Background: Simple hypertension outcome measures may not indicate which patients receive poor care. This could be problematic as incentives increase. Objective: Compare measured quality using simple outcome measures to more sophisticated measures utilizing data available within an electronic health record. Design: Cross-sectional study. Subjects: A total of 5905 hypertensive adults with 3 or more clinic visits between July 1, 2005 and December 31, 2006 at an internal medicine clinic. Measures: We measured simple control as the proportion of diagnosed hypertension patients with their last blood pressure below goal (< 140/90 mm Hg or < 130/80 if diabetic). We compared this to sequentially more complex measures. Results: Among nondiabetic patients, baseline measurement of control was 58.1% [95% confidence interval (CI), 56.5-59.6]. Counting patients as having adequate care whose last or mean blood pressure was at or below goal raised performance to 75.4%. Accounting for patients prescribed aggressive treatment raised it to 82.5%. Accounting for low diastolic blood pressure raised it to 83.6%. Including patients with undiagnosed hypertension lowered it to 80.5%. For diabetes patients, baseline measurement of control was 29.9% (95% CI, 27.6-32.3) and changed to 46.4%, 72.8%, 76.7%, and 73.6%, respectively. Conclusions: It is possible to use electronic health record data to devise hypertension measures that may better reflect who has actionable uncontrolled blood pressure, do not penalize clinicians treating resistant hypertension patients, reduce the encouragement of potentially unsafe practices, and identify patients possibly receiving poor care with no hypertension diagnosis. This could improve the detection of true quality problems and remove incentives to over treat or stop caring for patients with resistant hypertension.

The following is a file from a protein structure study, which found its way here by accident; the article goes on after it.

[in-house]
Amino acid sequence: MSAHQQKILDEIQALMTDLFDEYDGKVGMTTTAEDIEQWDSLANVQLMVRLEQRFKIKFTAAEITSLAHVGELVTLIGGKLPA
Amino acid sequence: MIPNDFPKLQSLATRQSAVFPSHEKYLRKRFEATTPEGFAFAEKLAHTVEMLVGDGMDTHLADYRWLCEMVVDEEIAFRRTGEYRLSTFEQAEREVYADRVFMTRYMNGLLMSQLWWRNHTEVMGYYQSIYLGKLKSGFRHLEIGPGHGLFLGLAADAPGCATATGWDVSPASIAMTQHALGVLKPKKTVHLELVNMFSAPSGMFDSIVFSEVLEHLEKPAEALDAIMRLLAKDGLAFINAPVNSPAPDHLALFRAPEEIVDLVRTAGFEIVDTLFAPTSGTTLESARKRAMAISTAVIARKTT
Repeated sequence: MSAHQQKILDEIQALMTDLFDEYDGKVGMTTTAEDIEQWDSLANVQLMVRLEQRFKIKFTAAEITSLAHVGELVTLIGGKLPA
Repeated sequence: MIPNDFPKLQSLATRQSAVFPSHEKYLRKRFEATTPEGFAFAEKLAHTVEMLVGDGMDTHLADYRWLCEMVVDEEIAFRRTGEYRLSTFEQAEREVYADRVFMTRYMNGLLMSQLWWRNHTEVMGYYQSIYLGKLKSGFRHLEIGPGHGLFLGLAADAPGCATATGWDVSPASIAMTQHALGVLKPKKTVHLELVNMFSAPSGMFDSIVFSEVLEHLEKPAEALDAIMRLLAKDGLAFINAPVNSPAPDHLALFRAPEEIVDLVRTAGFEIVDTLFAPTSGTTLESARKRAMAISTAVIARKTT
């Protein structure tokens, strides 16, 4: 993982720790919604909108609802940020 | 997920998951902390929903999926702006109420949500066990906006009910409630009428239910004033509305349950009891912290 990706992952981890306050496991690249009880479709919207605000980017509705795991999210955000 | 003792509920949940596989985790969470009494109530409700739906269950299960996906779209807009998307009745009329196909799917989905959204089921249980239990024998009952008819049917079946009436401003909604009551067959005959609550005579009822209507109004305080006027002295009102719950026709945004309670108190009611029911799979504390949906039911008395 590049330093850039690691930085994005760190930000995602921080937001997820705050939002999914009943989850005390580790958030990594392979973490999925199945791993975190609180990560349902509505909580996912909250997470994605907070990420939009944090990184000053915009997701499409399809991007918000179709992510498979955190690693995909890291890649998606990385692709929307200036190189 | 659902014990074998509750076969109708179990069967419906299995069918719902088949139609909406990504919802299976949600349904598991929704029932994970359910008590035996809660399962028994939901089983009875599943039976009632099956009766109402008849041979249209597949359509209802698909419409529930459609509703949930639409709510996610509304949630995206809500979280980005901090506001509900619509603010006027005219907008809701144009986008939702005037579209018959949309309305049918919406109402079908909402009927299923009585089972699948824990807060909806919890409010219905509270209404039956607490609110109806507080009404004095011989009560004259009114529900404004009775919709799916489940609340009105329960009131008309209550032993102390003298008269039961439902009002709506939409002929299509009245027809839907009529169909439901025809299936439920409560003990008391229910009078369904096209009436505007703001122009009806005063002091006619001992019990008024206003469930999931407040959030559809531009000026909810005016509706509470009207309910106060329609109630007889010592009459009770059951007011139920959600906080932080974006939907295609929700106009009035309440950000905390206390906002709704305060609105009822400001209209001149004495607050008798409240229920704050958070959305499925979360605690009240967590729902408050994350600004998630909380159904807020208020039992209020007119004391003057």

- hypertension, quality measurement, quality of care, medical records systems, computerized, outcome and process assessment, healthcare
ASJC Scopus subject areas
- Public Health, Environmental and Occupational Health